Heavy, and funny, is the head that wears the crown.
The first chapter of the new episodic King's Quest game by developer The Odd Gentlemen was an absolute delight, and one of my favorite games of 2015. I would have been happy with more of the same, but I have to hand it to The Odd Gentlemen for taking a risk in part two. This second chapter takes a darker, more challenging turn, and the charming supporting characters are imperilled in ways that create significantly more emotional depth.
The second chapter of the new episodic King's Quest adventure picks up where A Knight To Remember left off in present day continuity. In the story-within-the-story, Graham is now king, and it's a stressful job. To escape the weight of that responsibility, he goes to investigate the goblins that were stealing mattresses in chapter one... only to find himself responsible for the lives of his subjects and friends... and Mr. Fancycakes the majestic unicorn. The goblins assign you menial chores, which is your opportunity to save as many people and majestic unicorns as you can. I don't think you can actually save them all, which means, no matter what, there will be feels.
Structurally -- and in some of the jokes -- Rubble Without a Cause takes after King's Quest III, so you have to accomplish certain tasks on the sly, under guard. The game also marks how many days it takes you to escape the goblin prison, and penalizes you for getting caught with contraband. The game actually calls it contraband. It's pretty funny.
Overall, Rubble Without a Cause is masterfully bittersweet. The game adds valleys to the plot that add poignancy to the comedy peaks that carry over from part one. The other expansion I enjoyed in Rubble Without a Cause is that it relies less heavily on references to the classic King's Quest games and starts charting its own path in continuing King's Quest's fractured fairy tales format. The Princess and the Pea, Cinderella, and the Pied Piper are all woven into the puzzles in a delightfully self-aware way. More and more, the modern King's Quest is a meta-story about stories and storytelling.
But don't worry, those classic game references are still there! Potions that turn people into cats, giant rats you have to feed, foliage that reaches up to the sky, and even the Beast's garden from King's Quest VI are all homaged. A memory of the Beauty and the Beast quest from that game is especially helpful in solving a particularly complicated puzzle that becomes a lot less complicated when you remember a critical detail of that sequence in the past game.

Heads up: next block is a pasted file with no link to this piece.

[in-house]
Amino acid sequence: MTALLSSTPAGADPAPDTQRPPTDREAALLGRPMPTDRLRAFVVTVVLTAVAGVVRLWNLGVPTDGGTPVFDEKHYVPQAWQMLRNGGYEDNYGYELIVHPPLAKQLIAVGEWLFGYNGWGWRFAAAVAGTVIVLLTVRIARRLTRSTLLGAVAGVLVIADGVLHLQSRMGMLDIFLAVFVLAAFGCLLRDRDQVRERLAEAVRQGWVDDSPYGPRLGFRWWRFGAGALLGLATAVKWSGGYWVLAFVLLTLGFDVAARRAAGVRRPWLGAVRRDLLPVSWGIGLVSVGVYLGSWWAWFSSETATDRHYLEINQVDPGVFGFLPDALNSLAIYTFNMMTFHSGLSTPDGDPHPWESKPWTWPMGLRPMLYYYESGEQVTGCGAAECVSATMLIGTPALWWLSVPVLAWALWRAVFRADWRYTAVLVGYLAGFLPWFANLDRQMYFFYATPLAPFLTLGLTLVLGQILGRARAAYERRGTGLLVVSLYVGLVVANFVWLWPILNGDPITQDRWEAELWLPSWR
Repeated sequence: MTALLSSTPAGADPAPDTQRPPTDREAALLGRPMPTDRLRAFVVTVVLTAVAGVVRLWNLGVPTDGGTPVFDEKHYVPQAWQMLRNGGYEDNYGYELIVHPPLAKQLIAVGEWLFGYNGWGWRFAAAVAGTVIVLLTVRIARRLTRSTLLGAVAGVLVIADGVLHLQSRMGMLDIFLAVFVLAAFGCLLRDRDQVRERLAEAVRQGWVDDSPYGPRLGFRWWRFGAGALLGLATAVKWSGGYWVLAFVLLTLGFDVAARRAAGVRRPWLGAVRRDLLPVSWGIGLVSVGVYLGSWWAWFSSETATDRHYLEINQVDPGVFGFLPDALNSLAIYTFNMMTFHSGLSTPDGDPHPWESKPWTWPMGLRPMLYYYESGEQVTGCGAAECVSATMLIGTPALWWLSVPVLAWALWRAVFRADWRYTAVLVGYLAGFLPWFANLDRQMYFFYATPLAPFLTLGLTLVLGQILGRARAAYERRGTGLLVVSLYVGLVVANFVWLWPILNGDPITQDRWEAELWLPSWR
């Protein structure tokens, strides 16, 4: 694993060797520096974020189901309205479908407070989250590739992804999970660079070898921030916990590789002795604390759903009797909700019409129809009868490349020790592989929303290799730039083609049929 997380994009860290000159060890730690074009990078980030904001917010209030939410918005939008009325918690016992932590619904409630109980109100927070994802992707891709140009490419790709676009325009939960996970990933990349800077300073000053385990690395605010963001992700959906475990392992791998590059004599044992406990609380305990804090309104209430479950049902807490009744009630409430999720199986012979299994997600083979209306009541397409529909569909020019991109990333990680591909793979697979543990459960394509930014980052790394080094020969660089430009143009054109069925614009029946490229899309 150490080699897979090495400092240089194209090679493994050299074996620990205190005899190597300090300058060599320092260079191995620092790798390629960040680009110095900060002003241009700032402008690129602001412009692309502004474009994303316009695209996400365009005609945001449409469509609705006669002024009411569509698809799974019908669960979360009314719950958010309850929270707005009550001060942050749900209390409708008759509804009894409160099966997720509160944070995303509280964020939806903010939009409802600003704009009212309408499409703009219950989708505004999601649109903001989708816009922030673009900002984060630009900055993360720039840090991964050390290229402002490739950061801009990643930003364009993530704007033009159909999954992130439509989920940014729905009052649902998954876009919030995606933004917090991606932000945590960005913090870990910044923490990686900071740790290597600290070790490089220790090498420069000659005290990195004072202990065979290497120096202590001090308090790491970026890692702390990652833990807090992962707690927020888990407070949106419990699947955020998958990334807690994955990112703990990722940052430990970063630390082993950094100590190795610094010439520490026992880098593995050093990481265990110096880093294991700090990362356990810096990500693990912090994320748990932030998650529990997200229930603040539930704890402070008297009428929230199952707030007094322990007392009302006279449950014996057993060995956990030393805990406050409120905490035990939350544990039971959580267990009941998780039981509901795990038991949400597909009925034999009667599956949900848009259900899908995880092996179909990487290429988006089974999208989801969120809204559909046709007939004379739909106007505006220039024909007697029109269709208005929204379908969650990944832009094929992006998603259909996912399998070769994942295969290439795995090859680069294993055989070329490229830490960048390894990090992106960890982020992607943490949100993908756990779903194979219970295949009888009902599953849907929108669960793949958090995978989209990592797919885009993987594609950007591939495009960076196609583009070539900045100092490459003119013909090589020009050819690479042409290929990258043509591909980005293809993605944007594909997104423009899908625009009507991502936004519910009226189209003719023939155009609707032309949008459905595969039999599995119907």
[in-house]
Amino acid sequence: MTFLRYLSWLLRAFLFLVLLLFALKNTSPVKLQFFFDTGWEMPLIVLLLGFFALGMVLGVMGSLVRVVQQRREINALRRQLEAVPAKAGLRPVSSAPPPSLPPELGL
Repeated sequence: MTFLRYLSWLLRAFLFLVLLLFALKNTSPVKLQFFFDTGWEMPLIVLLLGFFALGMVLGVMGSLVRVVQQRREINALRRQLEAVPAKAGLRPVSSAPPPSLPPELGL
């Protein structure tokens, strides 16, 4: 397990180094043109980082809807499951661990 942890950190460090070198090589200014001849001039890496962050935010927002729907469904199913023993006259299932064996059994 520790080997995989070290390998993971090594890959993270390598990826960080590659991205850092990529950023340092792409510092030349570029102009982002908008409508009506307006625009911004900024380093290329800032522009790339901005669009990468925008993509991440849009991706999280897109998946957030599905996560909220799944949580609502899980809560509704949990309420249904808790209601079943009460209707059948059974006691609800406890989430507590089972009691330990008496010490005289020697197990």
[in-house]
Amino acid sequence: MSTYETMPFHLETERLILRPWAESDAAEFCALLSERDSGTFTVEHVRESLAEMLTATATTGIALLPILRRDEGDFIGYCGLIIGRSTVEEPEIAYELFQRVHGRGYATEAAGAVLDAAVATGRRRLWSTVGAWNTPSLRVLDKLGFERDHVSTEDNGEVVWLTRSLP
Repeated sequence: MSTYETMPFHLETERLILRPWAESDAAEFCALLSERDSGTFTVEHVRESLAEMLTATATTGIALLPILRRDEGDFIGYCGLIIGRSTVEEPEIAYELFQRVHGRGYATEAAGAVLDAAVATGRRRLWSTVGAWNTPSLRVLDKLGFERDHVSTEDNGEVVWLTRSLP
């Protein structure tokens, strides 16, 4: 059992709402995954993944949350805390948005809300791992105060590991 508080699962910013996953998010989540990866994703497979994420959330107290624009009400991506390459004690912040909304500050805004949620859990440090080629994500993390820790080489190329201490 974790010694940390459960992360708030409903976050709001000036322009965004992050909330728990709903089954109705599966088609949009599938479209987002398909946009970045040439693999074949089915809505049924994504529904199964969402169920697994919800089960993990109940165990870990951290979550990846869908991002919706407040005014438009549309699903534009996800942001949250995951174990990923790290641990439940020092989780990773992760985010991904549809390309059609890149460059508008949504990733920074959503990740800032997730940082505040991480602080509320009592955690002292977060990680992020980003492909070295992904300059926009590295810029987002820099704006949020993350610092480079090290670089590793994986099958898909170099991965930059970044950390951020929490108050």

Speaking of past games, definitely play part one first! Preferably multiple times with different choices, so you can see how that changes the way characters interact with you in part two. Some elements are radically different.
- As soon as you wake up in the first day in the goblin caves, copy your save file and put it in an empty slot. That way, if you get too frustrated with how things are going, you can start over.
- There is always a solution no matter how dire things seem. You can't get stuck and unable to complete the game.
- There is a fair bit of revisiting old areas, so keep notes on places you've been to but couldn't do anything with.
- Unless you try a rescue attempt, the goblins usually won't put you back in your cell unless you're willing to go. Make sure you do as many things as possible in a given day.
- With the counterweight puzzle in the theatre, timing is everything.
- The porridge pipe in your cell has three bolts that can be removed. That's a bit easy to miss.
- The room with the Cinderella goblins has a lot of important things hiding in plain sight. To the left, to the right, and dead center.
- Kissing frogs doesn't do much. But getting someone to lick one before you use froggie for his obvious purpose is a good idea.
- The story-telling puzzle near the end is, I believe, based on the layout of the buttons on the controller as if they're a compass. Also don't forget about the companion in your pocket!
Though the general gameplay is the same as A Knight to Remember, Rubble Without a Cause is way more challenging, at times to the point of frustration. It's something of a risk to spike the difficulty this early on, but the game's writing is so good that you'll get enjoyment out of it even if you need to rely on a walkthrough. Personally, I think it's better to just experience the game organically. It's dark for a King's Quest game, but they never get all that terribly dark. (And I've offered some handy play tips at the end to reduce the frustration.) Don't worry, there's still plenty of goofiness to go around in part two, and I recommend it for its charm, comedy, and continued understanding of the heart of the King's Quest series.
This game was reviewed on PS4 using a code provided by Activision.
Images courtesy of Sierra Entertainment.